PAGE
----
The Music or Space Shuttle? braintrust rolls out its top albums of 2014 this week! Today we start with our individual picks for #11-20, with playlists sampling each group of 10. We’ll reveal our top 10 throughout the week, culminating with our top pick on Friday, Dec. 19th.
Slowdive performing on the final day of Pitchfork Music Festival at Union Park. It was so fucking great.
At the age of 40, I finally did all three days of a weekend-long music festival…Pitchfork Music Festival in Chicago’s Union Park, to be specific. It can be summed up pretty much like this: I purchased and redeemed numerous drink tickets (the last batch handed in for Goose Island’s Sharon Van Etten signature brew); I ate and drank (mostly ate) my way up and down Randolph going to and from the fest; my back was killing me by Day 3; only one artist truly disappointed me; I’m still envious of my friend Denise’s view from her downtown home and appreciative of her hospitality when we (me, Travis, Annie, in this case) come to town; the band I really wanted to see surpassed my expectations to claim the honor of being my favorite act of the weekend.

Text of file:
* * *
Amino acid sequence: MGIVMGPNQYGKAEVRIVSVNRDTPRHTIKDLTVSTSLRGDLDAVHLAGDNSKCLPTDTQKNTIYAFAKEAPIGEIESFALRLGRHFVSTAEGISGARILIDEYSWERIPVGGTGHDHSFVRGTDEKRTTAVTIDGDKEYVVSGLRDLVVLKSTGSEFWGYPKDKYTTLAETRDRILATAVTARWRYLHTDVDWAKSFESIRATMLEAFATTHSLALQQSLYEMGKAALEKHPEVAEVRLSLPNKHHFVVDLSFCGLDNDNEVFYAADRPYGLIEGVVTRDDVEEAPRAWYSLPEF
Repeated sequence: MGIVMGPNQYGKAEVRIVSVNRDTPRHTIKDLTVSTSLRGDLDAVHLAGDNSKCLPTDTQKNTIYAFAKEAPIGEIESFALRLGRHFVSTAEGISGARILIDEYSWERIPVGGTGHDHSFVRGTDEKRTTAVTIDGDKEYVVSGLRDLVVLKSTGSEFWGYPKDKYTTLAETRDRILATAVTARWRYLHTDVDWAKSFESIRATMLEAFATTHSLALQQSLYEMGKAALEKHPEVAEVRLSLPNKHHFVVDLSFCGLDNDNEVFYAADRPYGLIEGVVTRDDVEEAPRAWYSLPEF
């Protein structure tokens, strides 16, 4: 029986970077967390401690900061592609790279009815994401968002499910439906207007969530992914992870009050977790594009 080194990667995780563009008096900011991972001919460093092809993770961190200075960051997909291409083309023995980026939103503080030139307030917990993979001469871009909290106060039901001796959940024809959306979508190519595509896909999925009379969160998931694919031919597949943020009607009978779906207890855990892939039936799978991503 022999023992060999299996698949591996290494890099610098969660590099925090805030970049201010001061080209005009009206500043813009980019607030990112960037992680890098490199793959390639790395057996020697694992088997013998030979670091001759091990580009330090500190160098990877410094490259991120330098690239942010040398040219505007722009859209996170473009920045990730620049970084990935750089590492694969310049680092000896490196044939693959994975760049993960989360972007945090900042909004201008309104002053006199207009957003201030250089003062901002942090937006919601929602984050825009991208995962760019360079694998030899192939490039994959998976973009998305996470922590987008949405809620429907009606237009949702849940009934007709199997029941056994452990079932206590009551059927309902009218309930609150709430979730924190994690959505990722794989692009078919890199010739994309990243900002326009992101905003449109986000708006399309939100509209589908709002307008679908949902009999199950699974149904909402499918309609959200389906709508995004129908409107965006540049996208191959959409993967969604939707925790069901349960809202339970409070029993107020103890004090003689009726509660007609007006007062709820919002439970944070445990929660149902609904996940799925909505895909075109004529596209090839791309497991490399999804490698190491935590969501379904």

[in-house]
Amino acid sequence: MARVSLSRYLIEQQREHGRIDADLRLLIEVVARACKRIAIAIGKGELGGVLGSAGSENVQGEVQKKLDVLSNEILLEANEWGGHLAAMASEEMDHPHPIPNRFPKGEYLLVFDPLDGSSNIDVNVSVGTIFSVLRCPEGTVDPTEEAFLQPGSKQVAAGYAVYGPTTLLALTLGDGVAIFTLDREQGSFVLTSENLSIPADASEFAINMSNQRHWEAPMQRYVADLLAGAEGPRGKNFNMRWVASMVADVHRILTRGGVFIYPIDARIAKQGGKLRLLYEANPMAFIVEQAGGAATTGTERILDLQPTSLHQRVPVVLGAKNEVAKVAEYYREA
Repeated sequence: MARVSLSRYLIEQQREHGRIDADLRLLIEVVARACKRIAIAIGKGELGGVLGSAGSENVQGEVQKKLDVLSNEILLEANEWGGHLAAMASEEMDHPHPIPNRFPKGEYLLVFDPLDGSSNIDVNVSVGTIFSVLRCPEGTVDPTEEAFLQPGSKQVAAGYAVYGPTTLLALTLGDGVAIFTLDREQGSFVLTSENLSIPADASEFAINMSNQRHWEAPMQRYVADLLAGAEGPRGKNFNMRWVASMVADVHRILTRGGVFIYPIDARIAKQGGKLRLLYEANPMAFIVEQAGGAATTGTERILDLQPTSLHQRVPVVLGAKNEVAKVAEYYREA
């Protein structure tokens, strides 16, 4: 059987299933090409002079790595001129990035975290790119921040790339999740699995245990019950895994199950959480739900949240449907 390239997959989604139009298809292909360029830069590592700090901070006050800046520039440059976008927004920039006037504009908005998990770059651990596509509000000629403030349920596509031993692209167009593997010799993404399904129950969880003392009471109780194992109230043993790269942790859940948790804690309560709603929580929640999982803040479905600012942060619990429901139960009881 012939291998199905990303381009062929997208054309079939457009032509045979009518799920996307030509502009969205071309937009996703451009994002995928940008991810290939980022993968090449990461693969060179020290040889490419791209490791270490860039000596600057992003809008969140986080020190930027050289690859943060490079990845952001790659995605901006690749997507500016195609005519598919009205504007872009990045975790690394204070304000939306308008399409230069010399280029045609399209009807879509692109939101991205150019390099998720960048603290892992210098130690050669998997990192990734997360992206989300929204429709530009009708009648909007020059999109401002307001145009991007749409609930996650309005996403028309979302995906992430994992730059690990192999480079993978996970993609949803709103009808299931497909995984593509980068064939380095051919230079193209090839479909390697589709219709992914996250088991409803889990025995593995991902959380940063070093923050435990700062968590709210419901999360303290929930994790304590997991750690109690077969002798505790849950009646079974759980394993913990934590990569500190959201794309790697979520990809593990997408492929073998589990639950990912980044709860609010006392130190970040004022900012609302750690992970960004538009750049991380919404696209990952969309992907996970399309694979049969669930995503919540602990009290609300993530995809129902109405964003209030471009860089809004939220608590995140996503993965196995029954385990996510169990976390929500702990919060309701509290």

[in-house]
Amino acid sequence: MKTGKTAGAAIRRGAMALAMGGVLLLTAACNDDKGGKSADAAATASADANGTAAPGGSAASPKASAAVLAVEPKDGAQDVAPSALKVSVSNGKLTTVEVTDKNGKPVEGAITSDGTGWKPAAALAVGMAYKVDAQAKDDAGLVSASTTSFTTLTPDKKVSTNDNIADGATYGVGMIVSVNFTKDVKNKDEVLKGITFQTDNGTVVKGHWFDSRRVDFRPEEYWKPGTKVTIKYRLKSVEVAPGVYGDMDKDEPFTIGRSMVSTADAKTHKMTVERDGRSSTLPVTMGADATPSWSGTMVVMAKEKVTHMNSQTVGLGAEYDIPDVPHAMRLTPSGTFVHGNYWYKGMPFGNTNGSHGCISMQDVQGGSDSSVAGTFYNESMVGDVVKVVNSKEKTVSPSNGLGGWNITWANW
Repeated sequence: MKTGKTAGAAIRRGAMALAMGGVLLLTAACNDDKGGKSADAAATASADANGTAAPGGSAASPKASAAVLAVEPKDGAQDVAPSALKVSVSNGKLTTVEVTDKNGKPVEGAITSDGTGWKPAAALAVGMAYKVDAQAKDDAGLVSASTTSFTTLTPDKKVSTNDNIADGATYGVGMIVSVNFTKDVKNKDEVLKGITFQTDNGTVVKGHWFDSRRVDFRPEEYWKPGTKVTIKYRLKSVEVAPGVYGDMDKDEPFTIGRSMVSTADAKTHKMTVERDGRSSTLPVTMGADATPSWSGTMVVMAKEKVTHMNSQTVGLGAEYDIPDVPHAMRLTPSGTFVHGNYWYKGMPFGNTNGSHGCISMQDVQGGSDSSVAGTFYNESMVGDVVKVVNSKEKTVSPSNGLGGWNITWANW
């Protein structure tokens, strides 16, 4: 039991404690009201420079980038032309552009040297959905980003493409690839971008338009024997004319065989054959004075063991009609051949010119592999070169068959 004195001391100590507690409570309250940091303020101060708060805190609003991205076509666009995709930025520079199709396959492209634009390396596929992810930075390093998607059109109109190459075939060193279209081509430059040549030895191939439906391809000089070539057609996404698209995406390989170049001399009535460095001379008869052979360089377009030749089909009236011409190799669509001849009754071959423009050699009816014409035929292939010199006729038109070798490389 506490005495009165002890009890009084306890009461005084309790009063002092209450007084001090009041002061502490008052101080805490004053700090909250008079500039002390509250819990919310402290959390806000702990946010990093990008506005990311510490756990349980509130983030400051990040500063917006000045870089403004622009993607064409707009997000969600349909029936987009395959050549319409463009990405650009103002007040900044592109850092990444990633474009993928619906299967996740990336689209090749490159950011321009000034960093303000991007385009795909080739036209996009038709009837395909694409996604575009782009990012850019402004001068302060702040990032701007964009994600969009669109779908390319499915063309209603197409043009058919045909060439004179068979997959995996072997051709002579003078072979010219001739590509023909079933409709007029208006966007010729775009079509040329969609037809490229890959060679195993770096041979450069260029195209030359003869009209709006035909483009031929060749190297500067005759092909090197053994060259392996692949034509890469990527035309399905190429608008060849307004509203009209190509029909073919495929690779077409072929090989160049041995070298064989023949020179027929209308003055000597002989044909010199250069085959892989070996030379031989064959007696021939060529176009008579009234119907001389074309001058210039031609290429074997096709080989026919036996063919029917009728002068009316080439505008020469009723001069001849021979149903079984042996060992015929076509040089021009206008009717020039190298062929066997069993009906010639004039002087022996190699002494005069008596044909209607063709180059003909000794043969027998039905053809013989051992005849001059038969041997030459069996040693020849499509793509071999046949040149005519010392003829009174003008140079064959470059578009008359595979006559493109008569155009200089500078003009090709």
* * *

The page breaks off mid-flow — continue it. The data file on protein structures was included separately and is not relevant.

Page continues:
What were my takeaways from the experience, which saw Beck, Neutral Milk Hotel, and Kendrick Lamar headline the three days?
Despite being markedly shorter than the following two days, Friday was pretty much awesome, even without Death Grips.
Sharon Van Etten and her band perform on the Red Stage.
I thought for sure Friday would not be nearly as special without Death Grips kicking things off. But it turned out to be the most consistently satisfying day. Factory Floor grooved the Blue Stage (which resembles the shady confines of The Grove at Lollapalooza). Sharon Van Etten performed a great set on one of the two larger stages. She couldn’t hide her glee in between songs, which presented an odd contrast to her vocal stylings, but anyway, she was wonderful, and I can’t wait to see her again in Iowa City come October.